I heard this line in the Foundation television series, and it really spoke to me.
It definitely came to mind when I saw this post on Imgur earlier today (and apparently that was a repost):
If you can’t read the image, it’s a series of text messages between a worker and their supervisor. The supervisor had reviewed cameras from thier shift and was chastizing the worker for sitting on a stool for the majority of thier shift.
Which, you know, might be against the rules at that workplace (though, why?). And we can definitely question why a supervisor suddenly decided to review security data to see if a specific worker violated what I think we all can agree is a kind of trivial offense.
Regardless, the worker replies with two very key bits of information.
First, that they have a broken foot and that sitting was cleared to be okay for medical reasons, so it wasn’t an offense at all.
But more importantly, this worker, while sitting, was the most productive worker on thier shift.
And that’s what really shows the difference here. Despite being injured, this worker did an exemplary job – but the people in charge were more worried about a minor rule infraction – one that caused no harm or damage – than whether or not the business was being productive.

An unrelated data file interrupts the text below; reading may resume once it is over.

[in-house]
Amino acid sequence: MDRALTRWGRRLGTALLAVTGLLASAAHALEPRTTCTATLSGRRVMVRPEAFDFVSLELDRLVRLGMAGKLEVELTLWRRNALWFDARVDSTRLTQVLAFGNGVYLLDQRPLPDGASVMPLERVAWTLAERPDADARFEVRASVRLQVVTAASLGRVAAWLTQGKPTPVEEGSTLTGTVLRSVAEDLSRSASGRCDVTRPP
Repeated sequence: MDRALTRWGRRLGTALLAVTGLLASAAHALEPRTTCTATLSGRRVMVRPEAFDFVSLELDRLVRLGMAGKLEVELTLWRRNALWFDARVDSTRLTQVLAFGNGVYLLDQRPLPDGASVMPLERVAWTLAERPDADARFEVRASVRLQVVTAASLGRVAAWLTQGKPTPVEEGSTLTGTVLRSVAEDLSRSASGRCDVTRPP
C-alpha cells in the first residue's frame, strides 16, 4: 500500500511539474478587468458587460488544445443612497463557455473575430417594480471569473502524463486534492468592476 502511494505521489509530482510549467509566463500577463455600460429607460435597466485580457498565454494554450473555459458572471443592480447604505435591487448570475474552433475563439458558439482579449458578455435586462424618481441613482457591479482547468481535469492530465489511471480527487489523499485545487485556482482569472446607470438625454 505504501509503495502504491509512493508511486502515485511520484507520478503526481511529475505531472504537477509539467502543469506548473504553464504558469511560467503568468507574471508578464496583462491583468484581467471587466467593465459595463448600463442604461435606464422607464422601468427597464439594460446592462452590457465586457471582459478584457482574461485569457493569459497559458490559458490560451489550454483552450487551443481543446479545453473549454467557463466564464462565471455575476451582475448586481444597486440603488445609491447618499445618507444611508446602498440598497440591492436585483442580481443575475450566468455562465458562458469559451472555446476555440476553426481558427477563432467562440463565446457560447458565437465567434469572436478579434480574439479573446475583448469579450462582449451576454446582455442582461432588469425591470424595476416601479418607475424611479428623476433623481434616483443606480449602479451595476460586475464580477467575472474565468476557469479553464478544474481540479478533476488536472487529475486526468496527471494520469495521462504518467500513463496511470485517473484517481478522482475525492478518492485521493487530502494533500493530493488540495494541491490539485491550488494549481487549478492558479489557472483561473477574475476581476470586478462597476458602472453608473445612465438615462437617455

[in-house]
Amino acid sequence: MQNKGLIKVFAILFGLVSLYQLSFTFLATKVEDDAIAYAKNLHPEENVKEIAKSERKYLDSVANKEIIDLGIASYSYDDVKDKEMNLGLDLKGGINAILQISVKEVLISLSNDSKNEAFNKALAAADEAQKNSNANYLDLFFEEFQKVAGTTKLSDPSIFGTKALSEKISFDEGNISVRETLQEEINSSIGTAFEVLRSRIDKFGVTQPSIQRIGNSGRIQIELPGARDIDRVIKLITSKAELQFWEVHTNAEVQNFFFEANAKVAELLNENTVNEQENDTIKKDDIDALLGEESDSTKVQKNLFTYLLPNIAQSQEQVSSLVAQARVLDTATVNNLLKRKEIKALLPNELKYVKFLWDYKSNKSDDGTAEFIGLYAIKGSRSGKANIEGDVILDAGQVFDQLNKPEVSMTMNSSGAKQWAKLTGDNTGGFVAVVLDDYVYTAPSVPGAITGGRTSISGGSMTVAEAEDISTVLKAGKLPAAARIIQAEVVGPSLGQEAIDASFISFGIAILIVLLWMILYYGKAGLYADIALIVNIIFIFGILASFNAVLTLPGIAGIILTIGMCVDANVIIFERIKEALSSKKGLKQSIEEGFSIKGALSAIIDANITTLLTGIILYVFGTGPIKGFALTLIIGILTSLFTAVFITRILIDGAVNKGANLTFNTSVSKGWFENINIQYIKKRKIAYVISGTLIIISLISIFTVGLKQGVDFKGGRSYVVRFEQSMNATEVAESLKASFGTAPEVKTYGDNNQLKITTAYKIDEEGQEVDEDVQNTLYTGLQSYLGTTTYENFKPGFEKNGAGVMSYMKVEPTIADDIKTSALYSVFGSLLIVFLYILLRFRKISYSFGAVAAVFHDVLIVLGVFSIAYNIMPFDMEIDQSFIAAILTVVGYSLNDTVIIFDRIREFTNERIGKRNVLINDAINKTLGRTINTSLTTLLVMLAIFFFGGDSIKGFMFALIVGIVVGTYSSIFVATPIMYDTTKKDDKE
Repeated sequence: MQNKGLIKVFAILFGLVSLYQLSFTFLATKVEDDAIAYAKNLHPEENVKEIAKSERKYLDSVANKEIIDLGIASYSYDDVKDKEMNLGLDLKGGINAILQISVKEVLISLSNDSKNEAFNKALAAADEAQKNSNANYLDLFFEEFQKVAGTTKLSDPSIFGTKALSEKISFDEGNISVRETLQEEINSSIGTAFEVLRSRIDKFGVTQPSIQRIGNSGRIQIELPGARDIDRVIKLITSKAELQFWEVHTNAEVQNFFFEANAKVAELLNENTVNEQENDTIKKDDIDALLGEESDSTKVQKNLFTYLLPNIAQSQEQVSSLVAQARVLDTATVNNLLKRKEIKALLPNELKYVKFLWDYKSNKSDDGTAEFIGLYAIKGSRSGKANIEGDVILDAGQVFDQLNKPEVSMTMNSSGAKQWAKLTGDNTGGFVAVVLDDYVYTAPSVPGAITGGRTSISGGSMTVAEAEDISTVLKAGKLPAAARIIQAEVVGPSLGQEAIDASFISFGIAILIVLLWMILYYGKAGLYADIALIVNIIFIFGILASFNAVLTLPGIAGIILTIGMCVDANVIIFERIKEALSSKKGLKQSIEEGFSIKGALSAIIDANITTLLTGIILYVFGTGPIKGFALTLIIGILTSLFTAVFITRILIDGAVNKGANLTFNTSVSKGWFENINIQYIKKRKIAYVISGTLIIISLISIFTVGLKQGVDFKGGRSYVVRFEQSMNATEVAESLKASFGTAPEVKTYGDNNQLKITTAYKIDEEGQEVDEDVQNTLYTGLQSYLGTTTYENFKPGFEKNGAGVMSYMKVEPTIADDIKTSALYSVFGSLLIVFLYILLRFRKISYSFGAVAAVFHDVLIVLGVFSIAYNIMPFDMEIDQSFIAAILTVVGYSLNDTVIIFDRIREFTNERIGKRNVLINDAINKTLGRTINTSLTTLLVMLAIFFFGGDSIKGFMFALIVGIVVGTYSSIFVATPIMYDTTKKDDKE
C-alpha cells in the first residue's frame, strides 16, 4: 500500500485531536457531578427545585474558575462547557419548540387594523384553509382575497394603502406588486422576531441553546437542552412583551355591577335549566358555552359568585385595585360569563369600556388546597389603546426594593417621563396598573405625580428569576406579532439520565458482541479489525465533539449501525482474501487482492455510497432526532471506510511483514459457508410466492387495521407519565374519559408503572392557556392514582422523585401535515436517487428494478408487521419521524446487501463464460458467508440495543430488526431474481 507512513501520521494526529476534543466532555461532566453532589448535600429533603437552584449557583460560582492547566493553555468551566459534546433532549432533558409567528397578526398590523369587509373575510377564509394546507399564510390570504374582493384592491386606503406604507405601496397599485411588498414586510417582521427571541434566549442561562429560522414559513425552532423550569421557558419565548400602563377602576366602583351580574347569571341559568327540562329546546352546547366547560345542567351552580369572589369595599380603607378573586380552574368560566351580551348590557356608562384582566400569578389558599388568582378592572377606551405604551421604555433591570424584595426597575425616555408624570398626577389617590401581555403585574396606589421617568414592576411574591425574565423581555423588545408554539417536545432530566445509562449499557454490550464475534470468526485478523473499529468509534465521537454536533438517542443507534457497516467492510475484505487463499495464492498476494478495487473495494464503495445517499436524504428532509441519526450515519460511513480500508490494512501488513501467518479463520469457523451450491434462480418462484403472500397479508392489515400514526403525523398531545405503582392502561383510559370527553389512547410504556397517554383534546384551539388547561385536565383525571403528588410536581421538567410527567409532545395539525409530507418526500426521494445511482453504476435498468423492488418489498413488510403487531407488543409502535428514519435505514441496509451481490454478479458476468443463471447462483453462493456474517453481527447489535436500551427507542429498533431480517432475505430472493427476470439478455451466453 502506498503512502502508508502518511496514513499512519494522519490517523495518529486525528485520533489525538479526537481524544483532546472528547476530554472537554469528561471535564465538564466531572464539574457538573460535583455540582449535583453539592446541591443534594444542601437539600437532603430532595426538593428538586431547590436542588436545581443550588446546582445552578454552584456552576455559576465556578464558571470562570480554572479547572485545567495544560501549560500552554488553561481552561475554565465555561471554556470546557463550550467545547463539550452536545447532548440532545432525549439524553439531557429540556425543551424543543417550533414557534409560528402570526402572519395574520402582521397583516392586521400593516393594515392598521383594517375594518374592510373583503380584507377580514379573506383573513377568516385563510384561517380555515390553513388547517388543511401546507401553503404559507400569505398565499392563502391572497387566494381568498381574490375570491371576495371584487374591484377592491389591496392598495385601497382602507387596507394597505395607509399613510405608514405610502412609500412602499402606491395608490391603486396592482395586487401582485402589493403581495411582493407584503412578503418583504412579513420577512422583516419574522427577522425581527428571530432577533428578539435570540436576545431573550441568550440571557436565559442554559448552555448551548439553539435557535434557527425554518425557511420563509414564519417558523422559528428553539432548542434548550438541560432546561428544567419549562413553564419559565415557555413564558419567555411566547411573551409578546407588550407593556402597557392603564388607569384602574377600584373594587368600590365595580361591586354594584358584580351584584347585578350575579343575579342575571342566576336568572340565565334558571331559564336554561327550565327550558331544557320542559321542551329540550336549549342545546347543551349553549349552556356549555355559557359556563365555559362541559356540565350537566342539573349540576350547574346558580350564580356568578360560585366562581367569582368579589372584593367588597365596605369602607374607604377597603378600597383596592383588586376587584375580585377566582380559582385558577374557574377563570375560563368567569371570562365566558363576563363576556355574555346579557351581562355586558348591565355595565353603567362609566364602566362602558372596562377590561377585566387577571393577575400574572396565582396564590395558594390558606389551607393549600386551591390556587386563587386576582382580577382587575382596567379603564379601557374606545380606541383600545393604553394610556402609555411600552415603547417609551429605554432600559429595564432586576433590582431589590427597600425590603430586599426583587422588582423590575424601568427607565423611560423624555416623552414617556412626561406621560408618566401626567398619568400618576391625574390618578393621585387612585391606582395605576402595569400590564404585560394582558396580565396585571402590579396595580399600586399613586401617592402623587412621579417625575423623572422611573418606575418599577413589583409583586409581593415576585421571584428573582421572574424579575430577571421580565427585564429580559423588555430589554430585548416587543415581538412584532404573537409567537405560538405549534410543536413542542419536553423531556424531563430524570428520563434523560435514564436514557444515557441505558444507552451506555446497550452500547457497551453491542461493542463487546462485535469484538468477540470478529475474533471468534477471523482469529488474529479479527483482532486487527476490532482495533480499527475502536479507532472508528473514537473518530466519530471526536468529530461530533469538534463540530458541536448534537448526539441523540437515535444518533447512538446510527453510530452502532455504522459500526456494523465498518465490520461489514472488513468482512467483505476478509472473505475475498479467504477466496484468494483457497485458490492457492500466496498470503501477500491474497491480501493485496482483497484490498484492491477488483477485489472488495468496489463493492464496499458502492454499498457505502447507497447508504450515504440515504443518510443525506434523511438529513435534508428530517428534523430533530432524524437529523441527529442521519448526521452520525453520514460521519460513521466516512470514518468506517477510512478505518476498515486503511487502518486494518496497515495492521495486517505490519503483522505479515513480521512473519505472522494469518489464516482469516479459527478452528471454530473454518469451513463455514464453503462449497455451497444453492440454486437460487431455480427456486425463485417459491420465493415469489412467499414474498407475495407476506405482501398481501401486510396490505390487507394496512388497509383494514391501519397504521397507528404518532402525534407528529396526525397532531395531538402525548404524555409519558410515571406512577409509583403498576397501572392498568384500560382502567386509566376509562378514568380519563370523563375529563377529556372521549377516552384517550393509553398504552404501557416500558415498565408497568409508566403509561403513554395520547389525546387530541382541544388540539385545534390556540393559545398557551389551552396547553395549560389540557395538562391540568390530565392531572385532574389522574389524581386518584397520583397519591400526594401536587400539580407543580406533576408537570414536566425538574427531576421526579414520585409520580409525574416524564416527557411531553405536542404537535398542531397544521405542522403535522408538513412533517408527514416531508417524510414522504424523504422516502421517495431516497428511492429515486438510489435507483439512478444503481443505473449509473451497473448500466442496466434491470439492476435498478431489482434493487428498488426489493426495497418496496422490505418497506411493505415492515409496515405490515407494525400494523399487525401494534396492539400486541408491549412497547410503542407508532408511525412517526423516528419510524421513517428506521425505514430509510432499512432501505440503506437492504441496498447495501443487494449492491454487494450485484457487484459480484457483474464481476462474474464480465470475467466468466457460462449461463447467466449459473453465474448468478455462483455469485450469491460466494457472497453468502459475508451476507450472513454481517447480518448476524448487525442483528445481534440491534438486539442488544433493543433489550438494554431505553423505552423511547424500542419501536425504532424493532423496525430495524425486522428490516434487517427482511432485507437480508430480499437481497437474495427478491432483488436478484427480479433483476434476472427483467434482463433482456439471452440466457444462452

The worker – before elegantly quitting – eloquently pointed out the major problem there. The problem with morale, the problem with employee retention.
The problem with the “leadership” at that workplace are their priorities.
That kind of environment, where the focus is not on the customer, the productivity, or the mission of the organization, says volumes about the quality of the “leadership” at that organization.
And that such a toxically counter-productive environment is allowed to persist says volumes about the future – both in terms of employee retention and in overall profitability – of that company.
I wonder when the investor class will take note and begin investing accordingly?